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Levi Strauss Partners With Artistic Milliners on Organic Cotton

Levi Strauss & Co. (LS&Co.) will team with Artistic Milliners to directly source organic cotton from Pakistani farmers, it announced Tuesday.

Though Milliner Organic cotton will comprise “a small portion” of the denim giant’s overall material volume, the company said the partnership—coordinated via the Organic Cotton Accelerator (OCA)—will help its teams “learn firsthand about sourcing organic cotton through a more direct method.” These lessons could “help inform future efforts,” it added.

According to LS&Co., 95 percent of the cotton it sourced in fiscal 2021—the 12-month period ended Nov. 28, 2021—was organic, recycled or Better Cotton. It intends to reach 100 percent certified or “preferred more sustainable cotton” in 2025, while at the same time diversifying its portfolio to include “more sustainable and less resource-intensive alternatives to conventional virgin cotton.”

“Our strategy to reach this goal includes supporting organic cotton agriculture, using more post-consumer recycled cotton when available and sourcing pre-consumer recycled cotton,” LS&Co. told Sourcing Journal.

LS&Co. joined the Organic Cotton Accelerator in April, just two months before Artistic Milliners’ Milliner Organic project harvested its first certified in-transition organic cotton crop. At the time, Artistic Milliners managing director Omer Ahmed dubbed it “the first of many to come.” Bestseller’s Jack & Jones label became the first to debut Milliner Organic denim in December. Artistic Milliners will supply organic cotton to H&M as well.

The Pakistani denim supplier launched the Milliner Organic project in 2020 in Pakistan’s Balochistan province. After beginning with 1,000 farmers in the 2021 season, the initiative expanded to 1,600 a year later and 2,000 for the 2023 season. Partners receive non-genetically modified, organic cotton seed, as well as training and support to transition their farmland.

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Artistic Milliners plans to “sustainably grow” the farming area and make it economically viable for farmers to grow organic cotton without outside financial support, it said. It also intends to bring in regenerative certification through the Regenagri standard.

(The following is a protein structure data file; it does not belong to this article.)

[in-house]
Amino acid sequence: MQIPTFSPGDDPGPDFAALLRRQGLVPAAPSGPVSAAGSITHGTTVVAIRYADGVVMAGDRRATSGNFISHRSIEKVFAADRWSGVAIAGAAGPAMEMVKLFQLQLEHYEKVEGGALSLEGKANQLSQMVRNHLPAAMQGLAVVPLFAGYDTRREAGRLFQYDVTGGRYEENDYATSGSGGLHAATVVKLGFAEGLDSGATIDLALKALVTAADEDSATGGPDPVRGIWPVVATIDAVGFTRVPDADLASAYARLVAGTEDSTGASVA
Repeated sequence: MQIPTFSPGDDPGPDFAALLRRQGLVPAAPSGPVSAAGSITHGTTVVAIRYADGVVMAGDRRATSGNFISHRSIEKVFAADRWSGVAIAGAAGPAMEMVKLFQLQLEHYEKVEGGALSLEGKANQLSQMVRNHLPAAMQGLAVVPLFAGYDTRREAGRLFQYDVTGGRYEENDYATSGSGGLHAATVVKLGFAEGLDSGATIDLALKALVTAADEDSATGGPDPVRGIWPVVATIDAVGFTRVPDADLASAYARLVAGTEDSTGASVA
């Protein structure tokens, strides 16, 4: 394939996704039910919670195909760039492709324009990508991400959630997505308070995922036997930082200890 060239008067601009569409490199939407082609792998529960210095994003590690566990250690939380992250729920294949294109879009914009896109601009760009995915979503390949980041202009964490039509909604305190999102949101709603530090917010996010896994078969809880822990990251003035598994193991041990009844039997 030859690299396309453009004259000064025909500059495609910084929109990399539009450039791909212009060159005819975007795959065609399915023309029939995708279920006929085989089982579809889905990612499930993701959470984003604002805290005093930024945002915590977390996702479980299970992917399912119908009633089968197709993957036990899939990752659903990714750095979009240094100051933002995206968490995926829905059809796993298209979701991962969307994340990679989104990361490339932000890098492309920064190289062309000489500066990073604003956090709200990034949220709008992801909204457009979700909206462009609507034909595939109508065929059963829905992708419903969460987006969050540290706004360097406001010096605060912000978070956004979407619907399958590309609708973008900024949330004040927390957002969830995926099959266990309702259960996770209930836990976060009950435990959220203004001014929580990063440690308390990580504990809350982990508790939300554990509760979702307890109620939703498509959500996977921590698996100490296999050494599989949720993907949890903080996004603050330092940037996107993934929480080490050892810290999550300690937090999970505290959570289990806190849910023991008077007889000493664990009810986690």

“This project is special to us, as not only do we support farmers as they switch to organic cotton farming methods, but we also get to bring innovation and ingenuity to the farming communities,” Ahmed said in a statement. “We connect all players of the supply chain to map our product’s journey from farm to fashion with blockchain-enabled traceability. This level of transparency is vital to raising the bar in collaboration and fostering strong partnerships.”

The supplier developed the Milliner Organic initiative in partnership with WWF Pakistan and the Government of Baluchistan. The former has provided insights into the community, while the latter used its organic farming expertise to get farmers up to speed and certified, Artistic Milliners said.

WWF Pakistan, it noted, also helped the company support farmers in the aftermath of last year’s devastating monsoon season. The flash foods left the farming communities’ homes “extensively damaged,” washed away cattle and flooded many crops for days, Artistic Milliners said. When the rains subsided, the final damage to the crops came to around 15 to 20 percent, it estimated, “far better than previous estimates, but still a lot for the farmers, who would not be able to make profits with this crop.” In addition to providing food packages to the farming community, Artistic Milliners worked in partnership with WWF Pakistan to raise funds for the “rehabilitation of the community.”

“Working with the Milliner Organic project, Levi Strauss & Co. is able to secure organic cotton directly from participating farmers who have the support they need to increase yields and provide for their families and communities,” Jeffrey Hogue, LS&Co.’s chief sustainability officer, said in a statement. “It is through partnerships made available to us through OCA that we can work together to not only support the longevity of cotton, but also make sure the way we do it best supports the communities where the cotton is being grown.”

According to the OCA’s most recent annual report, the multi-stakeholder organization worked with 22,146 farmers during the 2020-2021 farming season. Together, they farmed 22,388 hectares of organic cotton, with an average organic cotton net income of 635 euros, or $693, per hectare. It estimated these farmers earned a net income 21 percent higher than their conventional peers.